Integration Made Easy:

Dovetail 4.15: Scripting changes

Raymond Meester
3 min readApr 5, 2024

The Dovetail integration platform comes with extensive support for expressions and scripting. The languages used are:

  1. Simple language
  2. XSLT
  3. JsonPath
  4. Velocity
  5. Groovy
  6. JavaScript

With the introduction of the new backend, we also upgraded some of these languages to newer versions. This is for both new functionality and security reasons. I want to highlight three of them here to see how they affect development flows.

As always your own code is your own responsibility. It’s thus good to test if scripts are still working or the changes needs to be made. In this blog, we show some points to think of.

Simple Language

The simple language of Camel 3 is largely backwards compatible with Camel 2. Changes we identified will be updated during migration. This means the simple expressions should work out-of-the-box. There are some new possibilities in Camel 3 that are nice to know about. Think of:

  • Convert XML or JSON body to one line or the opposite to pretty print.
  • Show the history of a message (technical route of the message). This can be useful in the error route.
  • GUID: Create a new GUID in a simple expression, instead of using Groovy or JavaScript code.

Check the Camel 3 documentation for all possibilities:

Groovy Language

Dovetail has used Groovy from the start. The current version is 2.5, but from Dovetail 4.15 we upgraded Groovy to version 3. For most simple scripts nothing needs to be changed, but for more advanced script you may need to adjust the code to Groovy 3 as stated in the release notes.

Note that in the next version we plan to upgrade to Groovy 4 (expected in Dovetail 4.16.x). Upgrade path will be similar.

JavaScript Language

For JavaScript code, more changes are needed. The reason for this is more technical. Originally, both Java and JavaScript were released in 1995. Despite their names, they have nothing to do with each other. Java is a general purpose programming language that runs on a Java Virtual Machine. JavaScript is designed to run in the browser to execute the logic of web pages.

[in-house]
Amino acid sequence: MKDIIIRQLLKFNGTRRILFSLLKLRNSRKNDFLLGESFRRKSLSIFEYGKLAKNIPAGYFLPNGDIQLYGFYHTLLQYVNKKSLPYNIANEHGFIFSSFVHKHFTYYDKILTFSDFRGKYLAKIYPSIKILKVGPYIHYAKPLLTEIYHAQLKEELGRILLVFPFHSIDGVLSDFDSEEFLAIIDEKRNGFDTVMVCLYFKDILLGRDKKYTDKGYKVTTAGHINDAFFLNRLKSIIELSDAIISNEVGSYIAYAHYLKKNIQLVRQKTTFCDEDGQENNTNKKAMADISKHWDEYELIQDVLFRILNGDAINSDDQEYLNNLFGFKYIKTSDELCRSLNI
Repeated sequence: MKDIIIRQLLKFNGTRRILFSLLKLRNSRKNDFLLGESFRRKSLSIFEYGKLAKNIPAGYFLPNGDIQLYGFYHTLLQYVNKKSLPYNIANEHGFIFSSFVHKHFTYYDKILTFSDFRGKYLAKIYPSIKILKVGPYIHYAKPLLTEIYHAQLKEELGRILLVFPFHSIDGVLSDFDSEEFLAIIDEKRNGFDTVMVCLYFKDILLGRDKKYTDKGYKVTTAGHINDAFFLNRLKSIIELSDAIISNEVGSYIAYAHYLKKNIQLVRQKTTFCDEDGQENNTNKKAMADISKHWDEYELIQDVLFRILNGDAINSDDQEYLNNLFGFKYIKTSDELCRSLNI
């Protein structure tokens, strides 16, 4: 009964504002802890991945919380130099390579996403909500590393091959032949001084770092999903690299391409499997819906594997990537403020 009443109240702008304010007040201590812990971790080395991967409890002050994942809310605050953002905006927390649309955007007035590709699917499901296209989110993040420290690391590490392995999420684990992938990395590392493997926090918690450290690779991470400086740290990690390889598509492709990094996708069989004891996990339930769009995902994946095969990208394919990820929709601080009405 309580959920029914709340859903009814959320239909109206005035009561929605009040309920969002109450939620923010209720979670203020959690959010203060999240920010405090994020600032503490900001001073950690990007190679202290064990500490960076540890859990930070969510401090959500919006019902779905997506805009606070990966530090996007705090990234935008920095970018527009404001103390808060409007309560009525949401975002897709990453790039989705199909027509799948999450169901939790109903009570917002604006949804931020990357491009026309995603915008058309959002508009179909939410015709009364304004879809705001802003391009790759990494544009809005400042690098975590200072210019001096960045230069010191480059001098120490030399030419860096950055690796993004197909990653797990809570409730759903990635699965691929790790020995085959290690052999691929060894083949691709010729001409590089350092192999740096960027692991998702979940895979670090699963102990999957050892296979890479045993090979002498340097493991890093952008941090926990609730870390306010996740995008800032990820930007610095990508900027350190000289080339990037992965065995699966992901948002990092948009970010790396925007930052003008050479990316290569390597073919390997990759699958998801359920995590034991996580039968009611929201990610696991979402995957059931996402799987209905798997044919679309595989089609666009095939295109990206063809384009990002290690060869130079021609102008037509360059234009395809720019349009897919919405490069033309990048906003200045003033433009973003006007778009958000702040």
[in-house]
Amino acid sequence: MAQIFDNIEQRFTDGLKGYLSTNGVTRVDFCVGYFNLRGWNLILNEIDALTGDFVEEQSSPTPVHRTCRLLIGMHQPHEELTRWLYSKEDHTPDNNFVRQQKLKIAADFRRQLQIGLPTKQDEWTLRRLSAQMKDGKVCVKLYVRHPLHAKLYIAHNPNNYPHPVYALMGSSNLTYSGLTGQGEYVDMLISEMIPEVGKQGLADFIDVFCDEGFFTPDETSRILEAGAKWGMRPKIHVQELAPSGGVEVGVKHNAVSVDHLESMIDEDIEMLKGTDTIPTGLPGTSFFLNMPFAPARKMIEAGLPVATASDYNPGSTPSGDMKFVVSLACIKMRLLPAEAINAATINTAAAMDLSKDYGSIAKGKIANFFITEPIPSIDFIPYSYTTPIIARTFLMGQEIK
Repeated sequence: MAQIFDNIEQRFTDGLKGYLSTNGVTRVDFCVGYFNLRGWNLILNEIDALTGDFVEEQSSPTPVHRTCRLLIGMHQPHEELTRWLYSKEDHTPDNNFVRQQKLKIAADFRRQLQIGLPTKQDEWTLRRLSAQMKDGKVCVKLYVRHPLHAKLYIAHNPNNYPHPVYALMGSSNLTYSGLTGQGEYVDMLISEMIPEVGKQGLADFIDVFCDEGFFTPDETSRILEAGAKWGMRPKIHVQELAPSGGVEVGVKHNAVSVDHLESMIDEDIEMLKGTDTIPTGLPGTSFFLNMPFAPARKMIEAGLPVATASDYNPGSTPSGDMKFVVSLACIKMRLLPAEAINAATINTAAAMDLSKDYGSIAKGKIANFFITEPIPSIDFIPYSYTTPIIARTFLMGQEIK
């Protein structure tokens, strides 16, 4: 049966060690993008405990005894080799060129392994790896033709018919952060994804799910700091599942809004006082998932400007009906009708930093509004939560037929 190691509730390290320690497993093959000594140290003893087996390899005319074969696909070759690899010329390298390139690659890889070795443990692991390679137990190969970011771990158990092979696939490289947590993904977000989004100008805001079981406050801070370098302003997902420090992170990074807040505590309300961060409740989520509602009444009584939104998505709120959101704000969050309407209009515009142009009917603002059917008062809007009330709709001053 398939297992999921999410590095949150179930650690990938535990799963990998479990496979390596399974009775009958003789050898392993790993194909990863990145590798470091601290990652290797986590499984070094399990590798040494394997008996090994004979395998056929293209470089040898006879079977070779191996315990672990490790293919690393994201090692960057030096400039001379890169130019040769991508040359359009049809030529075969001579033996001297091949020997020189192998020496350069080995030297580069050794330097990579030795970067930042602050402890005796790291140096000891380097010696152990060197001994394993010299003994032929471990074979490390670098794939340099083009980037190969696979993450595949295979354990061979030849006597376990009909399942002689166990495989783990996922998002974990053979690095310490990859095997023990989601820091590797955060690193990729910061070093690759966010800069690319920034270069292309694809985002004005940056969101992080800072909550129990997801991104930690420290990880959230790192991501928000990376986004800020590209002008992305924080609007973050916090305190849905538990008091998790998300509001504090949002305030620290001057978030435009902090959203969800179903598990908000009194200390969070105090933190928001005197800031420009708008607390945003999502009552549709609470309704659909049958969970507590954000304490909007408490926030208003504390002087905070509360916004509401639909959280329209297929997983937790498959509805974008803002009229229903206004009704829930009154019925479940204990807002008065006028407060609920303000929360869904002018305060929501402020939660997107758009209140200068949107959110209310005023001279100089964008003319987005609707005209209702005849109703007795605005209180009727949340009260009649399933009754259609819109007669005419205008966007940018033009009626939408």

To complicate matters, two years after its release, Mozilla, the inventor of JavaScript, provided an implementation that allowed JavaScript to run on the Java Virtual Machine. This implementation was called Rhino. In 2011, Oracle replaced this implementation with a new engine called Nashorn. This became the default for Java.

In the current Dovetail, JavaScript’s are executed by the Nashorn engine. However, the Nashorn engine was deprecated by Oracle a few years ago. And then removed from Java altogether. The Camel framework also dropped all support for JavaScript. Only recently has Oracle started supporting JavaScript again with their new GraalVM project.

Fortunately, because of this new engine you can still run JavaScript on the new version of Dovetail. However, the engine works a little differently. Details can be found in the Scripts migration guide on Academy:


For most use cases, like Velocity, XSLT, XPath, JsonPath and Simple, scripting, are expected to work out-of-the-box. Groovy and JavaScript need some special attention and testing as mentioned in the scripts migration guide.